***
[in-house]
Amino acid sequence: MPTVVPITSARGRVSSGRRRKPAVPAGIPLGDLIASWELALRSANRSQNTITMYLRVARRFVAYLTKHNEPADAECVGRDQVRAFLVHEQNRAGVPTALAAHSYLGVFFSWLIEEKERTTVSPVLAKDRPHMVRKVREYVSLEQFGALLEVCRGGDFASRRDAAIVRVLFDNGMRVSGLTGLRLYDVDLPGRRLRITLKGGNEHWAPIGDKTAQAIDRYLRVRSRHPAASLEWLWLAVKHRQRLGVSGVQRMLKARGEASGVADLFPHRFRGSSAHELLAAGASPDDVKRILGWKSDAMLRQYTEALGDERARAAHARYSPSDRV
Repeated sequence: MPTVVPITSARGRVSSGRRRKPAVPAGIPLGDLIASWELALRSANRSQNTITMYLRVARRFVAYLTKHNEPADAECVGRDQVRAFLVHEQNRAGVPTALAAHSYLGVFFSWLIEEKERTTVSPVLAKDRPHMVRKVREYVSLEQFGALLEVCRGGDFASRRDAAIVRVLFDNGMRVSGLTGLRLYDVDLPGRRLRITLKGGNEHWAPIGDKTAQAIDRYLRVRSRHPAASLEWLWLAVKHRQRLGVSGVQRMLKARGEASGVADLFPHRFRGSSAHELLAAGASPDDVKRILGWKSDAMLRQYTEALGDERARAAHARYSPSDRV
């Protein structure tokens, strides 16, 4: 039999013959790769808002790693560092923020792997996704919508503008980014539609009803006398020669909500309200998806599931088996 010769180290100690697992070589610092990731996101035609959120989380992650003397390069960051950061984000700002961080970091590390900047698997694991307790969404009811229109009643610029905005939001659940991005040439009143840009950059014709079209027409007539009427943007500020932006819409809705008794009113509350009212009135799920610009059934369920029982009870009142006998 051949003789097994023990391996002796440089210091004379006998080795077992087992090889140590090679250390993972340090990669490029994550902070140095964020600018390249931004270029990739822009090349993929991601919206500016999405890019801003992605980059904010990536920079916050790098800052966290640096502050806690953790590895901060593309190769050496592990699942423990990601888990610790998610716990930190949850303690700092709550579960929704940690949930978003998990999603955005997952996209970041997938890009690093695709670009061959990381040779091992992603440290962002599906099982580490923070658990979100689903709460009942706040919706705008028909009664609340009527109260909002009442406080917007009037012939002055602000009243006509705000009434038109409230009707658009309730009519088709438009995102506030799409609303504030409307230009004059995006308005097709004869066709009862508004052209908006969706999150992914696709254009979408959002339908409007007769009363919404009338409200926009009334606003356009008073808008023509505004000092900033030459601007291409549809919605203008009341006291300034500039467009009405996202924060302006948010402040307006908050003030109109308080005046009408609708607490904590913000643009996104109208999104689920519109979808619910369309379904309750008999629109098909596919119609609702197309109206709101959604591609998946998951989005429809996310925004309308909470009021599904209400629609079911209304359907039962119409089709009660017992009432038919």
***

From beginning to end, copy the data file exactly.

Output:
[in-house]
Amino acid sequence: MPTVVPITSARGRVSSGRRRKPAVPAGIPLGDLIASWELALRSANRSQNTITMYLRVARRFVAYLTKHNEPADAECVGRDQVRAFLVHEQNRAGVPTALAAHSYLGVFFSWLIEEKERTTVSPVLAKDRPHMVRKVREYVSLEQFGALLEVCRGGDFASRRDAAIVRVLFDNGMRVSGLTGLRLYDVDLPGRRLRITLKGGNEHWAPIGDKTAQAIDRYLRVRSRHPAASLEWLWLAVKHRQRLGVSGVQRMLKARGEASGVADLFPHRFRGSSAHELLAAGASPDDVKRILGWKSDAMLRQYTEALGDERARAAHARYSPSDRV
Repeated sequence: MPTVVPITSARGRVSSGRRRKPAVPAGIPLGDLIASWELALRSANRSQNTITMYLRVARRFVAYLTKHNEPADAECVGRDQVRAFLVHEQNRAGVPTALAAHSYLGVFFSWLIEEKERTTVSPVLAKDRPHMVRKVREYVSLEQFGALLEVCRGGDFASRRDAAIVRVLFDNGMRVSGLTGLRLYDVDLPGRRLRITLKGGNEHWAPIGDKTAQAIDRYLRVRSRHPAASLEWLWLAVKHRQRLGVSGVQRMLKARGEASGVADLFPHRFRGSSAHELLAAGASPDDVKRILGWKSDAMLRQYTEALGDERARAAHARYSPSDRV
């Protein structure tokens, strides 16, 4: 039999013959790769808002790693560092923020792997996704919508503008980014539609009803006398020669909500309200998806599931088996 010769180290100690697992070589610092990731996101035609959120989380992650003397390069960051950061984000700002961080970091590390900047698997694991307790969404009811229109009643610029905005939001659940991005040439009143840009950059014709079209027409007539009427943007500020932006819409809705008794009113509350009212009135799920610009059934369920029982009870009142006998 051949003789097994023990391996002796440089210091004379006998080795077992087992090889140590090679250390993972340090990669490029994550902070140095964020600018390249931004270029990739822009090349993929991601919206500016999405890019801003992605980059904010990536920079916050790098800052966290640096502050806690953790590895901060593309190769050496592990699942423990990601888990610790998610716990930190949850303690700092709550579960929704940690949930978003998990999603955005997952996209970041997938890009690093695709670009061959990381040779091992992603440290962002599906099982580490923070658990979100689903709460009942706040919706705008028909009664609340009527109260909002009442406080917007009037012939002055602000009243006509705000009434038109409230009707658009309730009519088709438009995102506030799409609303504030409307230009004059995006308005097709004869066709009862508004052209908006969706999150992914696709254009979408959002339908409007007769009363919404009338409200926009009334606003356009008073808008023509505004000092900033030459601007291409549809919605203008009341006291300034500039467009009405996202924060302006948010402040307006908050003030109109308080005046009408609708607490904590913000643009996104109208999104689920519109979808619910369309379904309750008999629109098909596919119609609702197309109206709101959604591609998946998951989005429809996310925004309308909470009021599904209400629609079911209304359907039962119409089709009660017992009432038919």